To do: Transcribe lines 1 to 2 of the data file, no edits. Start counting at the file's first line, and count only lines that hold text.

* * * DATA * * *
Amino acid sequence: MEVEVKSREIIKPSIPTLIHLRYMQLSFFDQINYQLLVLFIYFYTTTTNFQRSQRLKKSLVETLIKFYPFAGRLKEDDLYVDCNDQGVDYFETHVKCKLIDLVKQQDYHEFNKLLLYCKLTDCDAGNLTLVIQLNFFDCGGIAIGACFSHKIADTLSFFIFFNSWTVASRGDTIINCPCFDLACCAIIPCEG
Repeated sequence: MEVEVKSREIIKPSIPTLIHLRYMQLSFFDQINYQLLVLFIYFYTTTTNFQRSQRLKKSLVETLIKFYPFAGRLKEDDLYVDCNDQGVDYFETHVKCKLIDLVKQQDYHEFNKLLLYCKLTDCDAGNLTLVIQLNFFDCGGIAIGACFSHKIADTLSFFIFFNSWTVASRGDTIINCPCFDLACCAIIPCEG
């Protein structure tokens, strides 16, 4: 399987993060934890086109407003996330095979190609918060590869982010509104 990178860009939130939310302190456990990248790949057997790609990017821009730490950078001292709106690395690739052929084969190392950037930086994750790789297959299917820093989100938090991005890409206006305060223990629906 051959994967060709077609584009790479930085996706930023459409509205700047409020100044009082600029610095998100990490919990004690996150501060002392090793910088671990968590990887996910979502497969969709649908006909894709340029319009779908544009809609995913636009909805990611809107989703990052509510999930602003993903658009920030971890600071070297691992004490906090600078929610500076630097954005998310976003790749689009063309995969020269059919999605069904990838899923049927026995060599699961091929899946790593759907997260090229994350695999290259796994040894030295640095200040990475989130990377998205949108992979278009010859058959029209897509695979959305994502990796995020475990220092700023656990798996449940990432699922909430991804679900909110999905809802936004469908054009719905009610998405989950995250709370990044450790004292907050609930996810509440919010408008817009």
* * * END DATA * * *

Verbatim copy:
Amino acid sequence: MEVEVKSREIIKPSIPTLIHLRYMQLSFFDQINYQLLVLFIYFYTTTTNFQRSQRLKKSLVETLIKFYPFAGRLKEDDLYVDCNDQGVDYFETHVKCKLIDLVKQQDYHEFNKLLLYCKLTDCDAGNLTLVIQLNFFDCGGIAIGACFSHKIADTLSFFIFFNSWTVASRGDTIINCPCFDLACCAIIPCEG
Repeated sequence: MEVEVKSREIIKPSIPTLIHLRYMQLSFFDQINYQLLVLFIYFYTTTTNFQRSQRLKKSLVETLIKFYPFAGRLKEDDLYVDCNDQGVDYFETHVKCKLIDLVKQQDYHEFNKLLLYCKLTDCDAGNLTLVIQLNFFDCGGIAIGACFSHKIADTLSFFIFFNSWTVASRGDTIINCPCFDLACCAIIPCEG